The Vanishing Uninformed and the Facebook Phone

Dan Frommer has a suggestion as to who is going to buy the Facebook phone:

Facebook unveiled its long-awaited mobile phone platform today. It is, as assumed, a Facebook “layer” on top of Google Android. I haven’t had a chance to use it yet, or even take a detailed look at the presentation. But I can already see where it might be useful and popular.

He (rightfully) tabs uninformed buyers, the folks who buy a phone because they need one, not because they have a specific model in mind.

That’s fine as far as it goes; I’m just not sure it goes that far: it’s based on an outdated view of the US market, and ignores the rest of the world.

  • In the United States, where an iPhone 4 is free,1 customers who have the option of an iPhone choose it in overwhelming numbers (over 80% on AT&T and over 60% on Verizon). It’s increasingly clear that Android market share in the US was a direct result of iPhone carrier restrictions; those are largely gone now. Further subtract the folks who prefer Android, and the addressable market in the US isn’t as big as Frommer portrays it.

  • The HTC First is only available on AT&T – the same AT&T that is completely dominated by the iPhone. Moreover, most of the uninformed are driven by price and thus use low-cost regional carriers, not the big four.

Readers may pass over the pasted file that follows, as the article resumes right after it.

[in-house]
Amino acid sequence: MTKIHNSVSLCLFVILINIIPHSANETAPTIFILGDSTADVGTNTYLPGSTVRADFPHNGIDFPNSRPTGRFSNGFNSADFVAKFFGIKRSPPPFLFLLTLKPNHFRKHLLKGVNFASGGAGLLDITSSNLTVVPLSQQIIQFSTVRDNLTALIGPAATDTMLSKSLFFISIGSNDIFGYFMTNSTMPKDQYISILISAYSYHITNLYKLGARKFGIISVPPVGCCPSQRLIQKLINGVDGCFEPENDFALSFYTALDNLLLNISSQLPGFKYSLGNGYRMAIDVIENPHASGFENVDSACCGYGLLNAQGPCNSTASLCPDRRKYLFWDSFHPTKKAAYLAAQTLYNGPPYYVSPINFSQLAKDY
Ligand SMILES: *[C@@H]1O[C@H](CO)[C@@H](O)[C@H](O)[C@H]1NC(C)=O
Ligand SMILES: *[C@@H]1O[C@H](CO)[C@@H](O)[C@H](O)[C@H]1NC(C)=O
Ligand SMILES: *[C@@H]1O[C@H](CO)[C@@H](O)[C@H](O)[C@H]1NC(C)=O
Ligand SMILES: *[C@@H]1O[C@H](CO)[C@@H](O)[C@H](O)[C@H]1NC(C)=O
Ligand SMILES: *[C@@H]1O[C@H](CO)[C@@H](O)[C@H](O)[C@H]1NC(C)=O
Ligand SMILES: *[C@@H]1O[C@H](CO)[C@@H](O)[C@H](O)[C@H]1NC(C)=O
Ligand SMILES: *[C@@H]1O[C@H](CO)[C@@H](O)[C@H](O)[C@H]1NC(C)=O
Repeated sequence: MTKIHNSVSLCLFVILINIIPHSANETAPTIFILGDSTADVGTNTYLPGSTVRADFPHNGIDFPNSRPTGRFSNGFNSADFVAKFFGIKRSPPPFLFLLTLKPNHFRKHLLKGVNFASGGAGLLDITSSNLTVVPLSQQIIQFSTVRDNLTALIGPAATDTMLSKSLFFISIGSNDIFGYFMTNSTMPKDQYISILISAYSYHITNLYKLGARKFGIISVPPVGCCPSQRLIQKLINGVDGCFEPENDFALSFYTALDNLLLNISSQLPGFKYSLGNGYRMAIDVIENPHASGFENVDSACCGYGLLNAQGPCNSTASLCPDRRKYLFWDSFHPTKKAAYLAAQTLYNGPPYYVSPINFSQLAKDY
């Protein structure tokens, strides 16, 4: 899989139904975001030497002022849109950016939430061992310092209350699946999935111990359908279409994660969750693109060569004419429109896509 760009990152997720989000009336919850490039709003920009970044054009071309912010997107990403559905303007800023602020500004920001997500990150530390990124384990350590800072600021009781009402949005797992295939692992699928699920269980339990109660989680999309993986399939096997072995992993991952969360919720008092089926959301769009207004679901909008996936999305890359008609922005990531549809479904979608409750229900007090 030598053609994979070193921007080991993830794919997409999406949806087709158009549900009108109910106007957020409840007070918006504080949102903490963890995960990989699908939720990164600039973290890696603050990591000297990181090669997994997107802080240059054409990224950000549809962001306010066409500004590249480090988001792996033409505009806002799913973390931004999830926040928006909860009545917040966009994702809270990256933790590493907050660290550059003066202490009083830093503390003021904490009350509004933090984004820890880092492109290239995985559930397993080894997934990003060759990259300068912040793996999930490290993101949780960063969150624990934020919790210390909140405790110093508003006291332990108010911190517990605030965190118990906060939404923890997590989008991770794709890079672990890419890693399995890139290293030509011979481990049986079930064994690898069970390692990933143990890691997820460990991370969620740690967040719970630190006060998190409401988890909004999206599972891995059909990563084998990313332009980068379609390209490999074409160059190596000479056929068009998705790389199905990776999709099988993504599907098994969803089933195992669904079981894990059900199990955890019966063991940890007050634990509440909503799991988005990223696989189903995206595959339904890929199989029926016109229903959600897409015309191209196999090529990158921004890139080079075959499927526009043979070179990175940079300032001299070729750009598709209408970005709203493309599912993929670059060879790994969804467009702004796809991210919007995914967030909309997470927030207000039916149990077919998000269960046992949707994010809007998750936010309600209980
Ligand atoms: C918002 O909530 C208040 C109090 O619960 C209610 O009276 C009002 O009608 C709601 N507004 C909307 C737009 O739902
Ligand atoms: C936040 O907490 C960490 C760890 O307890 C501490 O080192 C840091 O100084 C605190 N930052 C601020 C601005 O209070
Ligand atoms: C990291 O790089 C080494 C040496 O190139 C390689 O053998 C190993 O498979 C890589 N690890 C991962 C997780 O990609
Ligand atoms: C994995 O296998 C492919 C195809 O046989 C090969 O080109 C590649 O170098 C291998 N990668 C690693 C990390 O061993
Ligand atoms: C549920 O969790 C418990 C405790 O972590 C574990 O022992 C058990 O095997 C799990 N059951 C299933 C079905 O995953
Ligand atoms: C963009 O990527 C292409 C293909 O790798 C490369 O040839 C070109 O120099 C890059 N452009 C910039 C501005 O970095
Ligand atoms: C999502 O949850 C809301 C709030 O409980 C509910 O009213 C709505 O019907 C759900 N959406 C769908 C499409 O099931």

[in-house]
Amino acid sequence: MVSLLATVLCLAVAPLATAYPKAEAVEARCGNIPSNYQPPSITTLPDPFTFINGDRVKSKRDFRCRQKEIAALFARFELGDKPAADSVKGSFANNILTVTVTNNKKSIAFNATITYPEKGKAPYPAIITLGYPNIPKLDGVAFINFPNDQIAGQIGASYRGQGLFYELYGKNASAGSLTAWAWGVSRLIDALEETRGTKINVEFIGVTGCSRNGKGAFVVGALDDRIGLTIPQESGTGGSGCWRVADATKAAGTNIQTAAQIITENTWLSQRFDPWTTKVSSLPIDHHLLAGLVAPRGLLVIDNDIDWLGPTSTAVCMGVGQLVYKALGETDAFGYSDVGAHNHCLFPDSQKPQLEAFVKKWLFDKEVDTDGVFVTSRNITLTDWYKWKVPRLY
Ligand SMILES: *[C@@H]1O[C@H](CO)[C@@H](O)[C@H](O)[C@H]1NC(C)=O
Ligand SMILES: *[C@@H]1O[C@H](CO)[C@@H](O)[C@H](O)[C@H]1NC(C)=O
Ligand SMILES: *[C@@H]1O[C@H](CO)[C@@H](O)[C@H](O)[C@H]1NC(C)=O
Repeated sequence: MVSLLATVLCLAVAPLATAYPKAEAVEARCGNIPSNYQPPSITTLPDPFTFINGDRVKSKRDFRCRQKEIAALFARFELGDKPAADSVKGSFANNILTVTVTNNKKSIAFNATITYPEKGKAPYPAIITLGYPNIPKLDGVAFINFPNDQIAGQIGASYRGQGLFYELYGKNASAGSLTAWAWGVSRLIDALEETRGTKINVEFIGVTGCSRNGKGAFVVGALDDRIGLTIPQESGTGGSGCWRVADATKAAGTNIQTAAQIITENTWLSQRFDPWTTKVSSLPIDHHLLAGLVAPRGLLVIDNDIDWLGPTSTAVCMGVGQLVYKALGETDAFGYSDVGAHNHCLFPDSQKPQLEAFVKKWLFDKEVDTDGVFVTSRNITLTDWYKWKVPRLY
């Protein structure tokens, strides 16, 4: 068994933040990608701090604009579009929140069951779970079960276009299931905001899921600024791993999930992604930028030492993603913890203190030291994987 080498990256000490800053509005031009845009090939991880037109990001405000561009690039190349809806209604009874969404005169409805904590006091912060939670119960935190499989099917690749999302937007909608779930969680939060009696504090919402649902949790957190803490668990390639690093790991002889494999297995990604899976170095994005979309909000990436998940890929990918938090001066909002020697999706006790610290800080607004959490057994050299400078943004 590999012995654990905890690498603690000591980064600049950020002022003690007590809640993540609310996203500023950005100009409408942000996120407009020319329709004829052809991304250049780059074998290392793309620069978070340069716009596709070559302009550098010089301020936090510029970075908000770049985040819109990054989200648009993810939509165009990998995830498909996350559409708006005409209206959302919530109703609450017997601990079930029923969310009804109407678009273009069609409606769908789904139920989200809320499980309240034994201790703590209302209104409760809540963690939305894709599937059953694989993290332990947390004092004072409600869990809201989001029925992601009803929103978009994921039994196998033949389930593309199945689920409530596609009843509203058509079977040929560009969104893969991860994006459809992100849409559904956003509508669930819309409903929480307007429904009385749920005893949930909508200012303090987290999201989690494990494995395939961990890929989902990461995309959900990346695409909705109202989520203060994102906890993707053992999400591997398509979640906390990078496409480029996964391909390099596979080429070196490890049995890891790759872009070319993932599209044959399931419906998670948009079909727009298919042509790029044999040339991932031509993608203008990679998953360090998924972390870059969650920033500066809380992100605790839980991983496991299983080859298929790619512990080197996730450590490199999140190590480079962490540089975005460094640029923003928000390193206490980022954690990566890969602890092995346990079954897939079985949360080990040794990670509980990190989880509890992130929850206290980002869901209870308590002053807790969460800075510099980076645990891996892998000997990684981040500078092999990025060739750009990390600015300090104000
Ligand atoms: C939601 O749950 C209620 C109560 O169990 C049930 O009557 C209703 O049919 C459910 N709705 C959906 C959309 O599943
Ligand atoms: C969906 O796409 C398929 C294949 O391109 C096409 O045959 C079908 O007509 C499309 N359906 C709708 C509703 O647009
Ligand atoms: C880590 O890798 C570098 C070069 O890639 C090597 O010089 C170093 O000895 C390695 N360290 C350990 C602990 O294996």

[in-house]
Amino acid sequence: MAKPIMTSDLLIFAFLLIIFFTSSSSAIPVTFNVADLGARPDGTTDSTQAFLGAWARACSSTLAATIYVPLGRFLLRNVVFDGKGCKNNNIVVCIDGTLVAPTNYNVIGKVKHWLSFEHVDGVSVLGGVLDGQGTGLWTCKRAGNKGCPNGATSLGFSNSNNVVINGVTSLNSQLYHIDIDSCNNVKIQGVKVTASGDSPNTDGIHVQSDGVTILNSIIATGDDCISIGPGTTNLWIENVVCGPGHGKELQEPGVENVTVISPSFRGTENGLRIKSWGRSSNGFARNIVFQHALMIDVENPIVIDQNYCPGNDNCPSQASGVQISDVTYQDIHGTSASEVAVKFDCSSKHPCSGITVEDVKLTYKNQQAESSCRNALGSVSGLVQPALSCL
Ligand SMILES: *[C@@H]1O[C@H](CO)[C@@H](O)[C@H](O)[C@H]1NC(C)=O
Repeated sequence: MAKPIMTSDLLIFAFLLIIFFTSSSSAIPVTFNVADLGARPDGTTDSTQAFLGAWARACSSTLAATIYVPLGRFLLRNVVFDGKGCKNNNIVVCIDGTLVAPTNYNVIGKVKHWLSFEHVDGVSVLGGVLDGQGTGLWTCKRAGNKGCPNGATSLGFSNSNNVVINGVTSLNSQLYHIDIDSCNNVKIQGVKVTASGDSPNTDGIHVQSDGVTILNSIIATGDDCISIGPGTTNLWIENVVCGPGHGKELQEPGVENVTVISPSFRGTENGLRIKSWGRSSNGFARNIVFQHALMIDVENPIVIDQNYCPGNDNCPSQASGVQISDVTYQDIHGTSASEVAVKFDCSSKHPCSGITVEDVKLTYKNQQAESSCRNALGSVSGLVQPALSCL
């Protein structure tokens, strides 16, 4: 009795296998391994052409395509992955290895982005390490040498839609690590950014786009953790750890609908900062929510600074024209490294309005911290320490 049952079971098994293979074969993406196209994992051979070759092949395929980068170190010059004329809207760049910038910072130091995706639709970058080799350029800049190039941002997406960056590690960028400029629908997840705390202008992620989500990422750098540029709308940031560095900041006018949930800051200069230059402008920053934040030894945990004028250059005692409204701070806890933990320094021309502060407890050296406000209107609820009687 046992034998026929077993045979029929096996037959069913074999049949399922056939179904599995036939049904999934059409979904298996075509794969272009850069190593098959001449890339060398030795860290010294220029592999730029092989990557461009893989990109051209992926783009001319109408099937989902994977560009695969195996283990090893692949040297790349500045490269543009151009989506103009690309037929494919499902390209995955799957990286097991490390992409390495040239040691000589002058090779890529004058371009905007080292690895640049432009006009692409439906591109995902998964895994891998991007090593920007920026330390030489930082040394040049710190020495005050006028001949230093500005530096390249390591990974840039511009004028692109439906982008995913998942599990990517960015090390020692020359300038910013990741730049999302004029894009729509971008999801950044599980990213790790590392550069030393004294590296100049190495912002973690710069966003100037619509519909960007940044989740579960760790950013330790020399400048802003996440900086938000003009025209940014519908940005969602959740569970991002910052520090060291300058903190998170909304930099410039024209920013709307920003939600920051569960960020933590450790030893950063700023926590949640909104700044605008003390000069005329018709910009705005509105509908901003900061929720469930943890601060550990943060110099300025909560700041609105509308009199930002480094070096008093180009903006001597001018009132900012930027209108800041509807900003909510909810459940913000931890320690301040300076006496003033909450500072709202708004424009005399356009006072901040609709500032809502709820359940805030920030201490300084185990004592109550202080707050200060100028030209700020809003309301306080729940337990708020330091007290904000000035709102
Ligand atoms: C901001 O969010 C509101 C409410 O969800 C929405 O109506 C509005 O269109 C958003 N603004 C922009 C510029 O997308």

• I am skeptical as to how aggressively AT&T (or any other carrier) will push the Facebook Phone. True, AT&T is constantly on the lookout for something, anything to counterbalance their iPhone dependence. But a Facebook phone with Messenger front-and-center is hardly in their interest

  • Outside the United States, the HTC First is a relatively expensive2 mid-range phone. The mid-range is proving to be increasingly untenable, stuck in the middle of superphones sold at premium prices3 and cheap Android phones that run the Facebook app, not to mention the LINE app, Kakao Talk app, Whatsapp…

I already noted that the product looks great. But in mobile, product is only one of many pieces in the value chain. I’m still skeptical.

  1. With contract, but that’s the point; the US market disguises the true cost of an iPhone 

  2. $450 unlocked 

  3. And said superphones are the only ones capable of running the Facebook Home app